28 August, 2008

David Hare on how the BBC killed the TV play

The Times:

"The BBC's abandonment of the single television play is a spineless betrayal of the playwright, the art and the public

It was odd that one of the most interesting and significant cultural occasions of 2008 received almost no newspaper or television coverage at all. On the afternoon of Saturday, July 5, the stage of the National Film Theatre on the South Bank was handed over to David Rose, the former head of television drama at BBC Birmingham. Over the course of a memorable session, he used film clips and his own recollections to explain how 30 years ago he had managed to employ, and in some cases introduce to the medium, such people as Mike Leigh, Alan Bleasdale, Willy Russell, Neville Smith, Stephen Frears, Alan Clarke, David Rudkin and Peter Terson.

It was, to all public knowledge, the first time that Rose had given such a talk. He outlined the intriguing passage of a life that took him from being the first producer of Z-Cars to becoming the man who initiated the brilliantly successful policy of making cinema-destined feature films for the new Channel 4 in the 1980s.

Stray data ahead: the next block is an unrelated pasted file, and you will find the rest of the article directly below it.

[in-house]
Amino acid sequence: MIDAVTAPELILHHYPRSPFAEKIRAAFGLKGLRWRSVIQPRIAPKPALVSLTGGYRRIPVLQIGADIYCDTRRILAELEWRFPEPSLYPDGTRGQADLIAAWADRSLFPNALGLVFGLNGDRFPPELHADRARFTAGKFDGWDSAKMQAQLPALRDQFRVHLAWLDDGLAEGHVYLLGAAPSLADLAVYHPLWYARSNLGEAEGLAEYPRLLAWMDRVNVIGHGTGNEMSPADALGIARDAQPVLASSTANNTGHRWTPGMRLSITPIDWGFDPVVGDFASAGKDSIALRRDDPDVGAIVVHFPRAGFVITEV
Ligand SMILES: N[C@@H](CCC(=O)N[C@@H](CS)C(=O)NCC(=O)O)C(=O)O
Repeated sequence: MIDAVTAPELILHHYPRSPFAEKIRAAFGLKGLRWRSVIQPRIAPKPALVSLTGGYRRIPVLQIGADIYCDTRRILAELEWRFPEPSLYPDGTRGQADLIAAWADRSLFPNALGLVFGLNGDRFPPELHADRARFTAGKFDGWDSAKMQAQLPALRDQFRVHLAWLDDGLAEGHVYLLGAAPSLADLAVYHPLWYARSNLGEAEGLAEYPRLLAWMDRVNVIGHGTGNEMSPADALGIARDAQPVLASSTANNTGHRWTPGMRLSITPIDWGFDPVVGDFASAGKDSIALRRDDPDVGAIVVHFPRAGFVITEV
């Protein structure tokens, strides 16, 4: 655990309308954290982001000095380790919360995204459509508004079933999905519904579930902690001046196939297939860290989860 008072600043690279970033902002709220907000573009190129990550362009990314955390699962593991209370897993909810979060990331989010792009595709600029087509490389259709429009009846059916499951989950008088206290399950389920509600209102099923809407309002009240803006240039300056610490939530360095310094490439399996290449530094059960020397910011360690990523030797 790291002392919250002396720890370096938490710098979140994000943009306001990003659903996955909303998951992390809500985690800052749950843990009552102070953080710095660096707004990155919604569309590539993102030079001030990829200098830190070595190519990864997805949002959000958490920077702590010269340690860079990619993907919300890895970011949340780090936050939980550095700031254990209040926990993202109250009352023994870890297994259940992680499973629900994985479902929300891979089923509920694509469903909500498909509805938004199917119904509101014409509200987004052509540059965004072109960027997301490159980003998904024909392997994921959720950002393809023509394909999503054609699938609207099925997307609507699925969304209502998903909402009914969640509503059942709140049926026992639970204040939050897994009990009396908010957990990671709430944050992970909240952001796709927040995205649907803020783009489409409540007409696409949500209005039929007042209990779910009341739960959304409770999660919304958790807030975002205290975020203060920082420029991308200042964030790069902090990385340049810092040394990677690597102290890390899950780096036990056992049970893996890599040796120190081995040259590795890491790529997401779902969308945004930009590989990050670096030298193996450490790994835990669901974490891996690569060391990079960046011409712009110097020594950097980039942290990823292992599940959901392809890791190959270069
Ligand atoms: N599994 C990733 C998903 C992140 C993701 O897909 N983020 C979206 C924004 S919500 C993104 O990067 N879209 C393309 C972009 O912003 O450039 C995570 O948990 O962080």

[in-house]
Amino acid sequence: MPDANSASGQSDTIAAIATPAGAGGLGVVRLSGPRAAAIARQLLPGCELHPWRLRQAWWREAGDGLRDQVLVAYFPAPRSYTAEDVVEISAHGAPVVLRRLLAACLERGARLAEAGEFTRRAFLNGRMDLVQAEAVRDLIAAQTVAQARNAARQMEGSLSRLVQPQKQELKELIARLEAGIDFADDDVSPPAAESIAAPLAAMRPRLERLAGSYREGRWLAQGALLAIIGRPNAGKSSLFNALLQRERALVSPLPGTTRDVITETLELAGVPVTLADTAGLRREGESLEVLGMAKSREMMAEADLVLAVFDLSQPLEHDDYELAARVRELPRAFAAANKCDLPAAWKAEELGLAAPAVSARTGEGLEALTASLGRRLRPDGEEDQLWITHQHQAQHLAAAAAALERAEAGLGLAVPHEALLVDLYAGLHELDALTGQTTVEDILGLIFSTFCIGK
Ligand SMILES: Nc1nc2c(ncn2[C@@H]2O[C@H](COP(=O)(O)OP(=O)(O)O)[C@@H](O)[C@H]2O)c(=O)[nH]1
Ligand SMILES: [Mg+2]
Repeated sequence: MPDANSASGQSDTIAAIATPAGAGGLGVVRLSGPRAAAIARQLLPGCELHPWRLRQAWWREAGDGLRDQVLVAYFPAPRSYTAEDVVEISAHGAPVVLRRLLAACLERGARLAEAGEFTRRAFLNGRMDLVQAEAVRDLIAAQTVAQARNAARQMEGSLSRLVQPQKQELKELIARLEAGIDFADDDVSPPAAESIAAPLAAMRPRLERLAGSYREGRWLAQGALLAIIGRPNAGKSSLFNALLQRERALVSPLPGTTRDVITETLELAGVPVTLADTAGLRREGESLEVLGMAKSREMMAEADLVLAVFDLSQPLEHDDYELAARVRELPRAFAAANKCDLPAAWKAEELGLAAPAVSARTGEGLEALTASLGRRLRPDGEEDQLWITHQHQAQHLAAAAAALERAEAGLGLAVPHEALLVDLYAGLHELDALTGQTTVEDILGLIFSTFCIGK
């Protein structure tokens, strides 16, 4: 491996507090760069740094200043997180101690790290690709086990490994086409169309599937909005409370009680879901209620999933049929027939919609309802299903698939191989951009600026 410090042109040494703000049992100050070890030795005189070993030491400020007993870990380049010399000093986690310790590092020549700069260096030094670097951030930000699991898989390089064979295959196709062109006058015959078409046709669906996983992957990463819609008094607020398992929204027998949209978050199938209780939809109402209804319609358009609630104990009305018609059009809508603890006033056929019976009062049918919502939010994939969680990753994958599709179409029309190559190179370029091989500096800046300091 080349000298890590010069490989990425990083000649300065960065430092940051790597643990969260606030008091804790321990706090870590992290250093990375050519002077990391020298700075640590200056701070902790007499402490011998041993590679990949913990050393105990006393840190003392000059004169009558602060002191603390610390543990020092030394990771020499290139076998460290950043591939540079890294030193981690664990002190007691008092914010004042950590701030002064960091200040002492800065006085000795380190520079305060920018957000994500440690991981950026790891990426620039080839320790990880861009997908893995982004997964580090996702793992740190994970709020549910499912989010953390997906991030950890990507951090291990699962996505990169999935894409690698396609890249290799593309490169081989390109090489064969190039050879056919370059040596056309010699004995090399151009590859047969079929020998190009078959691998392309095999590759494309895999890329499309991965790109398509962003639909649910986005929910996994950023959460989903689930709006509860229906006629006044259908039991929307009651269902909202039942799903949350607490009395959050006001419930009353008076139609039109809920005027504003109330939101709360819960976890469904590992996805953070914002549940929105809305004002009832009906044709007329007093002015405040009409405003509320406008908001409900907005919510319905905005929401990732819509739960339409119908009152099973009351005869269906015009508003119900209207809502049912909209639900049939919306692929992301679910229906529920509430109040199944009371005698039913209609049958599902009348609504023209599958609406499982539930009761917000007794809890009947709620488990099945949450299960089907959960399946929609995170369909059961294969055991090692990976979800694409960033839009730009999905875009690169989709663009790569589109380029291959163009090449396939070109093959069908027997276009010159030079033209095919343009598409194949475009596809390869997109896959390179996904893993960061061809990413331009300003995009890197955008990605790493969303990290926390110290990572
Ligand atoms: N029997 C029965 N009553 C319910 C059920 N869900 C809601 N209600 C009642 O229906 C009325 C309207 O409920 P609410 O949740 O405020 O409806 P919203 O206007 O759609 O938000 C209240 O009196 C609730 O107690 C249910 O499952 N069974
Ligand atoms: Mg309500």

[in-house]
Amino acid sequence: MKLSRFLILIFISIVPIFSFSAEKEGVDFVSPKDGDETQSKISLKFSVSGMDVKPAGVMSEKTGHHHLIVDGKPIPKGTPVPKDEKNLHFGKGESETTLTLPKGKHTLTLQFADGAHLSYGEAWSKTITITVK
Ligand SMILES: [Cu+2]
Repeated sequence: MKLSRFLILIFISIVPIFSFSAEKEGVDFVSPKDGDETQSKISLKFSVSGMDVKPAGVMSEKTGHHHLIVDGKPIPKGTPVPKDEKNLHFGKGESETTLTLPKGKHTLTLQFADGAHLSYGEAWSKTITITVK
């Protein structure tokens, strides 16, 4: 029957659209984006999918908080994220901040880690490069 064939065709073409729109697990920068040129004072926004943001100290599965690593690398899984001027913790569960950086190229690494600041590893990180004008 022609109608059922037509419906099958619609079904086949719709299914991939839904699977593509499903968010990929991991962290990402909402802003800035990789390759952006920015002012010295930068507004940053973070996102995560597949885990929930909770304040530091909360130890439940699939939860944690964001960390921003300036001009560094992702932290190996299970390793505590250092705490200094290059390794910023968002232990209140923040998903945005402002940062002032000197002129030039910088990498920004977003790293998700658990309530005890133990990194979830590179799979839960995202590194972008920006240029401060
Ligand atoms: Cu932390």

Not only did the press disdain to attend an event that illustrated the work of such a distinguished producer, but television itself seemed curiously abashed. Invitations to the present Director-General of the BBC and all those who work alongside him were refused. Television is always keen to celebrate itself in facetious or pompous ways, most of all as a sort of errant puppy forever fouling itself in the corner of your living room (One Thousand Worst Bloopers, etc). But it seems much less interested in the fascinating challenges of its own history. Everyone understands that contemporary BBC executives are far too busy jargonising to each other about delivery platforms and multi-choice environments to watch the actual programmes. "

Article in full

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